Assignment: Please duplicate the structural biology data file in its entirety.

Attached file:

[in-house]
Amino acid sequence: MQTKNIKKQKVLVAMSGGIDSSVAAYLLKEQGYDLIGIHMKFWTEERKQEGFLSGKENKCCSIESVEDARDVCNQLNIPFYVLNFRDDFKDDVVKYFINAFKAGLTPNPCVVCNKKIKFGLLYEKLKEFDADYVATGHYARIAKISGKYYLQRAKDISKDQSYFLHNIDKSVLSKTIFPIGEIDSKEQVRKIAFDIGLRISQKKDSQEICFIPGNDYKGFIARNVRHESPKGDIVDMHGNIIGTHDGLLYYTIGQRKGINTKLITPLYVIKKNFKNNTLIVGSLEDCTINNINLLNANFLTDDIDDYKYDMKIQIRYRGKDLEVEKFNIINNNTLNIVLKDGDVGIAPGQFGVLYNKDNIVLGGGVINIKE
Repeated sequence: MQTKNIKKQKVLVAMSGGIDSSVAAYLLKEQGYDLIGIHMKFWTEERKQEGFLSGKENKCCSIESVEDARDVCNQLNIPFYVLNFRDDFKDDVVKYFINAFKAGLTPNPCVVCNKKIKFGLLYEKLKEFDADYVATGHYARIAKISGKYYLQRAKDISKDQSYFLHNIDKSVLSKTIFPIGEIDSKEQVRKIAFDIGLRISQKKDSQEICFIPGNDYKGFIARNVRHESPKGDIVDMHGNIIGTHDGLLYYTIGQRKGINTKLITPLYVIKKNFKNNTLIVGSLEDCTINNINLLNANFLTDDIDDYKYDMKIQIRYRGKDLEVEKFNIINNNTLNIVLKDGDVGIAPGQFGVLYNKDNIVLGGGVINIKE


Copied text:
[in-house]
Amino acid sequence: MQTKNIKKQKVLVAMSGGIDSSVAAYLLKEQGYDLIGIHMKFWTEERKQEGFLSGKENKCCSIESVEDARDVCNQLNIPFYVLNFRDDFKDDVVKYFINAFKAGLTPNPCVVCNKKIKFGLLYEKLKEFDADYVATGHYARIAKISGKYYLQRAKDISKDQSYFLHNIDKSVLSKTIFPIGEIDSKEQVRKIAFDIGLRISQKKDSQEICFIPGNDYKGFIARNVRHESPKGDIVDMHGNIIGTHDGLLYYTIGQRKGINTKLITPLYVIKKNFKNNTLIVGSLEDCTINNINLLNANFLTDDIDDYKYDMKIQIRYRGKDLEVEKFNIINNNTLNIVLKDGDVGIAPGQFGVLYNKDNIVLGGGVINIKE
Repeated sequence: MQTKNIKKQKVLVAMSGGIDSSVAAYLLKEQGYDLIGIHMKFWTEERKQEGFLSGKENKCCSIESVEDARDVCNQLNIPFYVLNFRDDFKDDVVKYFINAFKAGLTPNPCVVCNKKIKFGLLYEKLKEFDADYVATGHYARIAKISGKYYLQRAKDISKDQSYFLHNIDKSVLSKTIFPIGEIDSKEQVRKIAFDIGLRISQKKDSQEICFIPGNDYKGFIARNVRHESPKGDIVDMHGNIIGTHDGLLYYTIGQRKGINTKLITPLYVIKKNFKNNTLIVGSLEDCTINNINLLNANFLTDDIDDYKYDMKIQIRYRGKDLEVEKFNIINNNTLNIVLKDGDVGIAPGQFGVLYNKDNIVLGGGVINIKE